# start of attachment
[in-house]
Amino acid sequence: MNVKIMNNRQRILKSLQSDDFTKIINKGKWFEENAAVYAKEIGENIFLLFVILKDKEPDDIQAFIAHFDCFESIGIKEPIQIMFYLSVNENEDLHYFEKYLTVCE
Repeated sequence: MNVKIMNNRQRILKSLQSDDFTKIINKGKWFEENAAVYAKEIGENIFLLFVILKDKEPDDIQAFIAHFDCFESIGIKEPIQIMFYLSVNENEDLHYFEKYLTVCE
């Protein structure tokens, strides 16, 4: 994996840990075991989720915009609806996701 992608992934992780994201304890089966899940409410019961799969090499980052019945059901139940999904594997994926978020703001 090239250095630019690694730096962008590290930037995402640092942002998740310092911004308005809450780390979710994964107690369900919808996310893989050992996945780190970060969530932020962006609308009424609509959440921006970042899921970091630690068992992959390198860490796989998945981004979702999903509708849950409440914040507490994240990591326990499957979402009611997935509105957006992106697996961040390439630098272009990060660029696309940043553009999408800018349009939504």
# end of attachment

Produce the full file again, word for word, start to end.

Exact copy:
[in-house]
Amino acid sequence: MNVKIMNNRQRILKSLQSDDFTKIINKGKWFEENAAVYAKEIGENIFLLFVILKDKEPDDIQAFIAHFDCFESIGIKEPIQIMFYLSVNENEDLHYFEKYLTVCE
Repeated sequence: MNVKIMNNRQRILKSLQSDDFTKIINKGKWFEENAAVYAKEIGENIFLLFVILKDKEPDDIQAFIAHFDCFESIGIKEPIQIMFYLSVNENEDLHYFEKYLTVCE
């Protein structure tokens, strides 16, 4: 994996840990075991989720915009609806996701 992608992934992780994201304890089966899940409410019961799969090499980052019945059901139940999904594997994926978020703001 090239250095630019690694730096962008590290930037995402640092942002998740310092911004308005809450780390979710994964107690369900919808996310893989050992996945780190970060969530932020962006609308009424609509959440921006970042899921970091630690068992992959390198860490796989998945981004979702999903509708849950409440914040507490994240990591326990499957979402009611997935509105957006992106697996961040390439630098272009990060660029696309940043553009999408800018349009939504």